The Fitbit Charge HR captures heart rate using LED lights on the tracker to detect blood volume changes. Measurements are taken every 5 seconds and averaged into 5 minute bins.
The graph below shows the distribution of my heart rate (bpm) for several days in April 2016. The histogram reveals a bimodal distribution with centers around 58 and 80 bpm. The centers were identified using a Gaussian finite mixture model fitted by the expectation-maximization (EM) algorithm and are marked with vertical dotted white lines.
Graphing heart rate across time shows a consistent temporal trend. Heart rate is lower at night while sleeping (50-60 bpm) and is higher during the day. Variability is also larger during the day.
I don’t know that Fitbit uses Gaussian mixture models but it would make a lot of sense. GMMs are a type of latent variable model. In this case the latent variables may represent sleep vs. awake. GMMs provide soft clustering which allows the same heart rate value to be classified as either “asleep” or “awake”.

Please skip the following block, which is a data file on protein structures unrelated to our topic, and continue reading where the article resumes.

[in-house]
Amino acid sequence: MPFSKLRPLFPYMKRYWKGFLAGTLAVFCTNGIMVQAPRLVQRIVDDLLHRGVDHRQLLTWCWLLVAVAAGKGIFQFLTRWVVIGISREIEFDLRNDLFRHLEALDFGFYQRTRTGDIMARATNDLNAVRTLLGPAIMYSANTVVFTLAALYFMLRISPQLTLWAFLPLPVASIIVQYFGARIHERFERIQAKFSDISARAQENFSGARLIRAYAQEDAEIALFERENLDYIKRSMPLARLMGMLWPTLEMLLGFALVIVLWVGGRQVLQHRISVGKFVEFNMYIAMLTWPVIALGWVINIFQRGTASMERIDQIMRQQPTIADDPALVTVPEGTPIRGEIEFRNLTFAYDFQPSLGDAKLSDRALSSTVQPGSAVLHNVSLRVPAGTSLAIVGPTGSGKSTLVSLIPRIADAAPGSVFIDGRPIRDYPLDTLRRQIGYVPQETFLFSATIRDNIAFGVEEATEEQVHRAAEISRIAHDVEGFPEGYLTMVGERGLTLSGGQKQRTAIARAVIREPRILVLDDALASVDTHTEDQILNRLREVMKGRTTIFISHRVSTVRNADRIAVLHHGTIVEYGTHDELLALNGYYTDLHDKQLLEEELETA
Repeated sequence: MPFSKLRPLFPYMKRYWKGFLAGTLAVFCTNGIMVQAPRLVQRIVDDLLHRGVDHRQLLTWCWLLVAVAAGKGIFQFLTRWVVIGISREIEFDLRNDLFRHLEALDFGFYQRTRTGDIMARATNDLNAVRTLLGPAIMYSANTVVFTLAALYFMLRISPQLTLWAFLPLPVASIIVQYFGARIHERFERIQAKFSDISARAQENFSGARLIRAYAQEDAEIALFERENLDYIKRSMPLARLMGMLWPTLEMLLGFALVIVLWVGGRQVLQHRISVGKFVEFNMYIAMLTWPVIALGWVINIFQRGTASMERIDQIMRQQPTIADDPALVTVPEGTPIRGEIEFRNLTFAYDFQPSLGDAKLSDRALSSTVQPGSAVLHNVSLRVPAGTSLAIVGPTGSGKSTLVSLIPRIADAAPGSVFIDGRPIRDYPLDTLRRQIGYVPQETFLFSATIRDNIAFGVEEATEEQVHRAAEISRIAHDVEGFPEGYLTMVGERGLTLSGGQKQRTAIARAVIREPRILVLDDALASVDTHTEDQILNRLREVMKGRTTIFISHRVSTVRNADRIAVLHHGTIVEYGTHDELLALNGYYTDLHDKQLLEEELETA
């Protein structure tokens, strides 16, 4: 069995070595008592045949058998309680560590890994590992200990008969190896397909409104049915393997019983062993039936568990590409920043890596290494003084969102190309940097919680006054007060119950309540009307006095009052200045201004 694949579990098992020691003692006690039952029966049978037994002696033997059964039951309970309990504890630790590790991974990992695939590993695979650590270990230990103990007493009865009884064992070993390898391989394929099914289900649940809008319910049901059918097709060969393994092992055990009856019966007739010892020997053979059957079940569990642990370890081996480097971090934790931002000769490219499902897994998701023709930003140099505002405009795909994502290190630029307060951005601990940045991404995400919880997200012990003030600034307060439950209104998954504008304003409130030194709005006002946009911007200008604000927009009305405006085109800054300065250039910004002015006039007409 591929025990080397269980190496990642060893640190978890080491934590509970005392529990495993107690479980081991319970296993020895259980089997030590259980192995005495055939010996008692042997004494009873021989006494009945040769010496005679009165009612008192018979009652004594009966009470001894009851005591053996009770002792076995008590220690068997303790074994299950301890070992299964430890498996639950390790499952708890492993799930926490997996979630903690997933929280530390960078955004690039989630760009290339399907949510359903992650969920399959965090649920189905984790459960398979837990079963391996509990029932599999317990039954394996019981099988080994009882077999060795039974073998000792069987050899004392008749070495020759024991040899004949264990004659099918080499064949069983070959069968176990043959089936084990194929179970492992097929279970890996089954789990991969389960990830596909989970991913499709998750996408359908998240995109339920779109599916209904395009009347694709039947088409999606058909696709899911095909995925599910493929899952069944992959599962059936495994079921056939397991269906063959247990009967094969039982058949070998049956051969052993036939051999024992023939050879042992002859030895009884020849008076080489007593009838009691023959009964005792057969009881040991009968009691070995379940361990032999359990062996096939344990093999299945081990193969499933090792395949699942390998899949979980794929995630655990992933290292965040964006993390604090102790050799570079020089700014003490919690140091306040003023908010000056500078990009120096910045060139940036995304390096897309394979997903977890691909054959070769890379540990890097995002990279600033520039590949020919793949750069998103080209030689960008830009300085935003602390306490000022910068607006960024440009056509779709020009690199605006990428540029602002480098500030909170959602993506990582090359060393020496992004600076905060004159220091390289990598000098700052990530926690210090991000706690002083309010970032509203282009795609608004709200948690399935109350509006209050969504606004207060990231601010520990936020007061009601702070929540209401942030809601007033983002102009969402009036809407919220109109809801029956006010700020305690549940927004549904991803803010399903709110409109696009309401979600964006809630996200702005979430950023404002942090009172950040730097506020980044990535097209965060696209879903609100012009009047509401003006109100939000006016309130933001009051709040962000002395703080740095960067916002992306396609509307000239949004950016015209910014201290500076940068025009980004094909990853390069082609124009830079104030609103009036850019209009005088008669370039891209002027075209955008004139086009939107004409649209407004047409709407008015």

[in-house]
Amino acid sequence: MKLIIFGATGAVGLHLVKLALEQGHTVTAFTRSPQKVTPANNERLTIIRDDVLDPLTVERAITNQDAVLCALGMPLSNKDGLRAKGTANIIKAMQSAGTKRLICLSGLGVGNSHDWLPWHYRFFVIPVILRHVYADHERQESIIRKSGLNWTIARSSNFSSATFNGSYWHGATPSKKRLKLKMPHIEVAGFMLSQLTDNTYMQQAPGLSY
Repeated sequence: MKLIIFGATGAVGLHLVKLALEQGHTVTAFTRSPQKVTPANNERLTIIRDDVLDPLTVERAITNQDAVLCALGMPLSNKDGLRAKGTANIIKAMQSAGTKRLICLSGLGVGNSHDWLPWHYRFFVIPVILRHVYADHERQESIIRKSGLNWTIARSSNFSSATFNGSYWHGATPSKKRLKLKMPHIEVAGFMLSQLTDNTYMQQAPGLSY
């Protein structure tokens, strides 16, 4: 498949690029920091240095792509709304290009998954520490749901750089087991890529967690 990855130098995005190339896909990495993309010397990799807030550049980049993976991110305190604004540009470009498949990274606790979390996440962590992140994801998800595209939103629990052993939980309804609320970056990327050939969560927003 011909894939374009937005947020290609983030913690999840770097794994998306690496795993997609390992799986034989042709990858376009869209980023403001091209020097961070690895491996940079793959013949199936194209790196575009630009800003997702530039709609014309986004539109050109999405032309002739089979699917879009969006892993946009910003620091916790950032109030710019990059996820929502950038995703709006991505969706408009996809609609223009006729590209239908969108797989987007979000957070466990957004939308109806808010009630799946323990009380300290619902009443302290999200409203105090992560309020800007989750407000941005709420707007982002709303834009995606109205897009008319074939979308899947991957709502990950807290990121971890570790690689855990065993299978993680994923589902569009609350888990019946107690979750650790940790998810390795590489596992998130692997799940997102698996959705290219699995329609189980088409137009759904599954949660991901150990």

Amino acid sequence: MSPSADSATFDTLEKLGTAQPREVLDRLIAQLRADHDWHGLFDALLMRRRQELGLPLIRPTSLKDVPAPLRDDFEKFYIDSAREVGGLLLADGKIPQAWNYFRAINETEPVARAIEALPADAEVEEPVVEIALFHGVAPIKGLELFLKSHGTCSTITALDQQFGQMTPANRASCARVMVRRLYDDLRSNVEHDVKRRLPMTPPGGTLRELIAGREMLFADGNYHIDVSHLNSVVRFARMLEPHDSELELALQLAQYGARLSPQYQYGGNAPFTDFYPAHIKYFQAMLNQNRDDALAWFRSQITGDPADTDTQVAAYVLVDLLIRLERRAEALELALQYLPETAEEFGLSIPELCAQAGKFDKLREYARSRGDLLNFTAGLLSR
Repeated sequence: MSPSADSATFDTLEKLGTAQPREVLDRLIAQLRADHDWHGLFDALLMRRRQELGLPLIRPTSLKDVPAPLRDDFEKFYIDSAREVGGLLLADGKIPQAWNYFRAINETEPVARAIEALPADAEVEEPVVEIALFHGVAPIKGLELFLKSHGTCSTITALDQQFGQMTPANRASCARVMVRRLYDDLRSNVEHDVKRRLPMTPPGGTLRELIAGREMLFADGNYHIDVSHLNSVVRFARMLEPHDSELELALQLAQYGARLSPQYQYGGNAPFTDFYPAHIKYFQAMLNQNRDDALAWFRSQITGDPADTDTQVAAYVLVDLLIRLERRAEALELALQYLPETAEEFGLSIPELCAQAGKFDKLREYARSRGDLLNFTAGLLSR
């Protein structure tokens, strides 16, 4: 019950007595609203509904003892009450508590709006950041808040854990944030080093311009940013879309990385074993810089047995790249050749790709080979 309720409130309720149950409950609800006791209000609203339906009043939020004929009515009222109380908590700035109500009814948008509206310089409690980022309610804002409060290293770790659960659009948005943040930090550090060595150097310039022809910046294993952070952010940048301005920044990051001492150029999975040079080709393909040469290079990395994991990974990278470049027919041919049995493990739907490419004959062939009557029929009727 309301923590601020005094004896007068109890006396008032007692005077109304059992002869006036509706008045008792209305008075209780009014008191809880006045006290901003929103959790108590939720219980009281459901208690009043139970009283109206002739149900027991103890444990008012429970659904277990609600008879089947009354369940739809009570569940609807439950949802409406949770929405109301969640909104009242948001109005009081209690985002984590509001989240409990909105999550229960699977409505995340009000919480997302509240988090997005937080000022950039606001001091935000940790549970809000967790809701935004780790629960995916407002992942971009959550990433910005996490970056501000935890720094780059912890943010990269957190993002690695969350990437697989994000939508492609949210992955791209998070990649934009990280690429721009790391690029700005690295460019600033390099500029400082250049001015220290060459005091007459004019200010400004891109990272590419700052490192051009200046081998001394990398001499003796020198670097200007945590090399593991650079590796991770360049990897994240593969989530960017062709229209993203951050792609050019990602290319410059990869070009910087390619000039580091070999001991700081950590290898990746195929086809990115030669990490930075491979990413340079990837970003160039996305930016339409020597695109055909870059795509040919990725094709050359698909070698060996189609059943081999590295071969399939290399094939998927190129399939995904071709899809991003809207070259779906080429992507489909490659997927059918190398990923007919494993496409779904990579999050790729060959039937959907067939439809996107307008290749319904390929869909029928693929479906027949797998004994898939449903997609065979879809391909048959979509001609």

Applying the model to a new day of data (Apr. 8) correctly identifies the two states correctly (by visual inspection).
Fitbit calculates resting heart rate as “the heart rate measured when you’re awake, calm, comfortable, and have not recently exerted yourself.” Having identified sleep vs. awake it is now possible to calculate resting heart rate and other summaries from the data. For example the first quantile for my awake heart rate was 73 bpm and third quantile was 89 bpm. The first and third quantile for my asleep heart rate was 56 and 60 bpm.